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Monterrey: Insiders’ tips for visiting Mexico’s northern business hub

From Monterrey native Carlos de Leon, general manager of Puerto Vallarta's Hotel Catedral; Jose Luis Anaya, owner of Monterrey's Photofolio; and Mark Ackerman, national sales manager for Hertz Corporation in Mexico City

What is the most important advice you'd give to a visitor?

Carlos De Leon: As at any large urban center, I do not like the rush-hour traffic. If I could advise something, plan ahead and you will not waste your precious time. If you rent a car, review your routes with your concierge before you leave the hotel. [If possible,] stay close to the area where you will be attending your meetings. Monterrey is a large city. Therefore, managing your distances will benefit your entire stay. The locals are service-oriented, and they will provide you with detailed information if you ask for instructions. If you are driving, do not forget to carry a map.

Jose Luis Anaya: Finding English-speaking business people is not a problem. Like in any big city, avoid non-tourist areas. All taxis are metered and safe. You can change money in hotels or at the many money-exchange places.

Mark Ackerman: Mexico is very much a relationship country. Be friendly; demonstrate an appreciation of the city and country. If you have some downtime, try some of the better restaurants, walk around the Macroplaza downtown where locals congregate.

Speaking of restaurants, which ones do you recommend?

De Leon: A must-visit is San Carlos (great traditional Northern Mexico and Mexican food), which has two locations (Monterrey and San Pedro - Valle); Pangea in the elegant Del Valle zone is one of the best; and also a couple of great options nearby are El Granero (a business must) and the Hawaii. If you want to blend in with the locals, you must try La Nacional, a traditional cantina with great dishes and a refined bohemian atmosphere.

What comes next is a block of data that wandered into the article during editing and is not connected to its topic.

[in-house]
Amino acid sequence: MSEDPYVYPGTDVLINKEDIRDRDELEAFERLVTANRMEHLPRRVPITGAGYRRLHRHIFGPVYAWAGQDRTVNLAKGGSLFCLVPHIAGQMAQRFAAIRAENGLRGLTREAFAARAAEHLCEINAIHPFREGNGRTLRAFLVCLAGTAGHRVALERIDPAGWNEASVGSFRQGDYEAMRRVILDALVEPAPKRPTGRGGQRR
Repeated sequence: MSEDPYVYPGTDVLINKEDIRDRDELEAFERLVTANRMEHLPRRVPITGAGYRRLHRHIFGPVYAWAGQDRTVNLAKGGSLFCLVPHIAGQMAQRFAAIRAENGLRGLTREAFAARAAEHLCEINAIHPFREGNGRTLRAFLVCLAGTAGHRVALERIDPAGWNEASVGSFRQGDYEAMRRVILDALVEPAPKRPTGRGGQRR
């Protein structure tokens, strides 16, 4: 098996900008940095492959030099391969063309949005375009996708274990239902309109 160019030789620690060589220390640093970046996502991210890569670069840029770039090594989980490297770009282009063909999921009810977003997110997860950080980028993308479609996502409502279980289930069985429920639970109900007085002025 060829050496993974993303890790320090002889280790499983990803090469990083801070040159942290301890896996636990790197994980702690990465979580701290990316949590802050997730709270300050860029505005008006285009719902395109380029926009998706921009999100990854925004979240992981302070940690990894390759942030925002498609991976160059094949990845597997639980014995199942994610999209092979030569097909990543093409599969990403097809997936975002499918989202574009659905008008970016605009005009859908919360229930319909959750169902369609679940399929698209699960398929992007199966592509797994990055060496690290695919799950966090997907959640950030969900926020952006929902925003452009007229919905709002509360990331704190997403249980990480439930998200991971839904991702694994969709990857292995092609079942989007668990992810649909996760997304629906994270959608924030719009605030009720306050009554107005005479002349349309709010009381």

Anaya: Typical regional food can be found at El Papalote (there are several of them, moderate price range) and Hawaii (international menu, more expensive). Cabrito (baby goat, a specialty of Monterrey) can be found at El Rey Del Cabrito (can be grilled, served with sauces or baked).

Ackerman: El Gaucho and El Mirador, but there are many more. The traditional local dish is cabrito al horno, or roasted goat.

What about hotels - do you have preferred business hotels in Monterrey?

Anaya: What's good is that there is a range of acommodations to suit every budget, from Holiday Inn Express to luxury hotels such as the Quinta Real and Ancira Hotel downtown.

De Leon: The Habita Hotel and Safi Royal Luxury Valle. But if I need to stay close to downtown, then the Sheraton Ambassador (a true classic) and the Gran Hotel Ancira.

Ackerman: Camino Real, Quinta Real, Safi and, if you are into old-style hotels, the Ancira, in downtown.

So what is your favorite thing about about the city?

Ackerman: Living in Mexico City, traveling to Monterrey gives me the opportunity to see another part of Mexico. I always enjoy listening to a northern Mexican accent. "Regios," as people from Monterrey are called, take their beef seriously, as most northern Mexicans do, so the dining is very good unless you´re a vegan. Above all, as Mexico´s industrial city and due to its proximity to the U.S., the tempo of the city is a notch or two above Mexico City in the business environment.

De Leon: Monterrey is a fast-paced metropolis that combines all the conveniences of a modern city - excellent shopping; all types of cultural expressions, such as concerts, art exhibitions, sports, theater and gorgeous museums ranging from Mexican history to modern and contemporary art; and a wide variety of eco-tourism activities. The whole city is surrounded by mountains.

Anaya: Monterrey is a nice, modern city with a lot of options for accommodations, depending upon where your business is located. Near the hotels are plenty of restaurants and shops, and business centers where businessmen can rent an office for a meeting for hours or a day or two.

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